Having discarded the first coffee, I brewed a second time. There are three sizes of coffee to choose, with a button for each. They all grind the same quantity of coffee; the only difference is the quantity of water put through. Somewhat strangely, the order of the buttons on the display is 2, 1, 3, where 1 is the shortest coffee. However since each can be programmed independently, this is not a big issue! The grind was much shorter second time around, and the coffee which came out looked and tasted great. I am no coffee afficionado, so I refer you to the detailed reviews for taste tests. However, for ease of use it was perfect.
After brewing a third coffee, I looked into the grounds bin and found only one spent puck. I take it there is a queue of pucks on the way out. The puck was also disappointingly sloppy and wet - I had expected something more solid. Maybe I just have to grind a little finer.
For the third coffee, I decided to froth some milk. The frothing aid was an absolute must for this. Although the supplier had said they would supply the very same aid as in the CoffeeGeek review, the one I received was an all-plastic construction. Nevertheless it did the job admirably. My one gripe was with the steaming wand itself. It has a very limited movement, and it was quite an operation to extract the jug from underneath the wand without spillages. Of course, the frothing attachment makes this that much worse. To move the jug in the recommended circular motion is virtually impossible. Thankfully, not is it really necessary, as it does a very good job anyway.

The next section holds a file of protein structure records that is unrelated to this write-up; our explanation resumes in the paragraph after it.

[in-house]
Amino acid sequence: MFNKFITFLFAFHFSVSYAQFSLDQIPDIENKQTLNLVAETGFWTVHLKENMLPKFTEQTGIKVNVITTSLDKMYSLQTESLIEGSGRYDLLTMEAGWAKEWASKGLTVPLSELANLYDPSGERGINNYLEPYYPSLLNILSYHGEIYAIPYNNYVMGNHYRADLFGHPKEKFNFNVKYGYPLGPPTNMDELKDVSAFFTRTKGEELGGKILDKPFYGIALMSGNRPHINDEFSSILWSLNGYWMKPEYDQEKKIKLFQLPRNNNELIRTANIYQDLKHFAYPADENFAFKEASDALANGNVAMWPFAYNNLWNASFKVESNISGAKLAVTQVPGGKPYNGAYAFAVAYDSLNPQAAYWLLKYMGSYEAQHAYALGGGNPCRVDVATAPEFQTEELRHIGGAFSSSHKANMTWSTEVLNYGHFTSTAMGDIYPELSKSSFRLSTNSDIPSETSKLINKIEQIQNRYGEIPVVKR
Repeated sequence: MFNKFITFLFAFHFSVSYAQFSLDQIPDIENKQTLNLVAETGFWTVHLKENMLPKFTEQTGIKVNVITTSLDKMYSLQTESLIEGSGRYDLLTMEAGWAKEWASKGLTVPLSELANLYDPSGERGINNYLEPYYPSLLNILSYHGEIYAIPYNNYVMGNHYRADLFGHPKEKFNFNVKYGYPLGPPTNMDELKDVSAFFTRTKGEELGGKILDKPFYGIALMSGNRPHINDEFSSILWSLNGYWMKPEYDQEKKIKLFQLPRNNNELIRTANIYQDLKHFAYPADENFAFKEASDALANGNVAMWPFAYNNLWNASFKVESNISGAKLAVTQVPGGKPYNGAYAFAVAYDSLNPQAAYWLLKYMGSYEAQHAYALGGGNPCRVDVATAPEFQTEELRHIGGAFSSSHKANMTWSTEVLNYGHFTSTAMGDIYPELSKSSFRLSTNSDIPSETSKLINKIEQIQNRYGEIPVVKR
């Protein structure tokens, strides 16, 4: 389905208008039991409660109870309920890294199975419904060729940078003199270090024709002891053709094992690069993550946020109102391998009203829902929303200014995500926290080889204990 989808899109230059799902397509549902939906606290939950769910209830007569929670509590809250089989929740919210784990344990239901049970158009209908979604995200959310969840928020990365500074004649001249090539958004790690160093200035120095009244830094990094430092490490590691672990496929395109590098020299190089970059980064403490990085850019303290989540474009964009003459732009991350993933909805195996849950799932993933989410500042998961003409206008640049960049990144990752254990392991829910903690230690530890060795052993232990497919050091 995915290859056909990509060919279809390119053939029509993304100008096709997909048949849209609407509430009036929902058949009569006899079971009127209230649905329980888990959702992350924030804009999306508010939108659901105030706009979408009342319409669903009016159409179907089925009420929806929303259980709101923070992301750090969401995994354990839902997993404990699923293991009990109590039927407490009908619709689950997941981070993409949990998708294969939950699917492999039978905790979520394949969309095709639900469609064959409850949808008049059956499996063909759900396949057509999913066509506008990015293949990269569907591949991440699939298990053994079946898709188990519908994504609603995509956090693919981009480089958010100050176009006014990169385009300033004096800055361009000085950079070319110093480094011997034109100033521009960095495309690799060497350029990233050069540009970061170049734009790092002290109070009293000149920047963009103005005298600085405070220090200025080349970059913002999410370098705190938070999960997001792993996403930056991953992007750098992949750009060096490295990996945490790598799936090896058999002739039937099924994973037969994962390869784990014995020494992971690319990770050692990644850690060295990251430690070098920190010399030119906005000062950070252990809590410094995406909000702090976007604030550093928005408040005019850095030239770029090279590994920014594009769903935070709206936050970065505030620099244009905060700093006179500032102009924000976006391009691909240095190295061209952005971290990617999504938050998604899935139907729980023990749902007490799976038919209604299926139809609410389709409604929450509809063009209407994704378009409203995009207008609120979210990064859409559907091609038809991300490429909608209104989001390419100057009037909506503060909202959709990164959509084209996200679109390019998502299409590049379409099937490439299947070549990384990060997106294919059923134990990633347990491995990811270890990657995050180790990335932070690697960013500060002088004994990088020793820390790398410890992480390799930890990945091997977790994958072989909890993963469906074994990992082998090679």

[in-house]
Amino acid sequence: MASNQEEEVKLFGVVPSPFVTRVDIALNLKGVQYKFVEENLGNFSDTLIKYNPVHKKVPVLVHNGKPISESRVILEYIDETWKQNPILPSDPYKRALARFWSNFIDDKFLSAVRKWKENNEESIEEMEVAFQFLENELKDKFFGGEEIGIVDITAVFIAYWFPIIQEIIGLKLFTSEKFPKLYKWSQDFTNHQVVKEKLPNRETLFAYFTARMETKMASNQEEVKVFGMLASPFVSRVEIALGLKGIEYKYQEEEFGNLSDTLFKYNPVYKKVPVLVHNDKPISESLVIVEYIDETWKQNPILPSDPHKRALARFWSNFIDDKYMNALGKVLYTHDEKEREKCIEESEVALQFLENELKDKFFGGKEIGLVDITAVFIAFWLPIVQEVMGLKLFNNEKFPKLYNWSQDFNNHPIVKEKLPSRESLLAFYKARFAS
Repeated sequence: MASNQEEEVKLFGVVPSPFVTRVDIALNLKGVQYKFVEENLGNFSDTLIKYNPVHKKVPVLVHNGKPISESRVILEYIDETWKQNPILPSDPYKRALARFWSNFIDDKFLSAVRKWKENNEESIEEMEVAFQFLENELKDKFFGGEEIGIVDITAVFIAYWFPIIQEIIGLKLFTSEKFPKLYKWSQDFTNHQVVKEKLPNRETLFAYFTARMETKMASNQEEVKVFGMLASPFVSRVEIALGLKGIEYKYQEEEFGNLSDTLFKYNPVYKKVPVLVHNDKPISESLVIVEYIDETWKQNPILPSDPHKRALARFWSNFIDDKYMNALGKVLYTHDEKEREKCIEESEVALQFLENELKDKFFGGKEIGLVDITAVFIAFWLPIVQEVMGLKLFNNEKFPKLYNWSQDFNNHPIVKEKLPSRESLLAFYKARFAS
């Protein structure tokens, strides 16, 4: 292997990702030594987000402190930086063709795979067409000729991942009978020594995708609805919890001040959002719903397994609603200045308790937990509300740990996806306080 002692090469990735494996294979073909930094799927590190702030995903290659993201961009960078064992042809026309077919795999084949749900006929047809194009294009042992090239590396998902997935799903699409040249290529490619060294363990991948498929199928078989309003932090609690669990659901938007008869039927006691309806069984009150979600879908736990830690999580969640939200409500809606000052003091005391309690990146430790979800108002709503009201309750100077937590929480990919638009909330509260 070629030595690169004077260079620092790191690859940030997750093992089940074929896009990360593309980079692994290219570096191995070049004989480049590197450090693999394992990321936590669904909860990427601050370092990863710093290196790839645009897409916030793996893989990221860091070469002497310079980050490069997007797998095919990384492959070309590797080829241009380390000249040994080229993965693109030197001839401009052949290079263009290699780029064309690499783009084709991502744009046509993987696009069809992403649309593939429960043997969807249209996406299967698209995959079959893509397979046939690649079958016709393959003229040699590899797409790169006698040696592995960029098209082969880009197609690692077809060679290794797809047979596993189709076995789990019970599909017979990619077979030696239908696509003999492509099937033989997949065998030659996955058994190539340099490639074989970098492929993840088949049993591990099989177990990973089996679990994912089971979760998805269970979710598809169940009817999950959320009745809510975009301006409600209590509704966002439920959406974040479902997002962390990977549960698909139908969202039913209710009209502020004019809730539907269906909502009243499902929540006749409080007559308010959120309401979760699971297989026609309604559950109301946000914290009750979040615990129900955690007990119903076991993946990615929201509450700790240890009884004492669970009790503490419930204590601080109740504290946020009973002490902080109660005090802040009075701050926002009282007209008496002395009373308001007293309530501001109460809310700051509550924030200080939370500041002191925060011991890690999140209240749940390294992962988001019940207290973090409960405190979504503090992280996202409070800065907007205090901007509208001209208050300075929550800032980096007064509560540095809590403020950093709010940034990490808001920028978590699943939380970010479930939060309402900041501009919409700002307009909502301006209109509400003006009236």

There were two parts of the construction with which I was not 100% happy. The steaming wand itself felt a little delicate, and I was afraid to use the requisite force to push the frothing aid into place, or pull it off again, for fear of bending or breaking it. I expect it would have been fine, but there was enough give in it to make me a little concerned. The other part was the moveable dispensing unit, which moves both forwards/backwards and up/down. The upwards travel is not as great as I expected, and indeed not as great as the ratchet notches on the sides would suggest. (i.e. I can still see an inch of notches when the unit is fully raised.) Perhaps something is getting stuck, or perhaps that is just the way it is. I can fit my Starbucks Venti mug underneath with no difficulties, but a glass as suggested in the manual might be a bigger deal.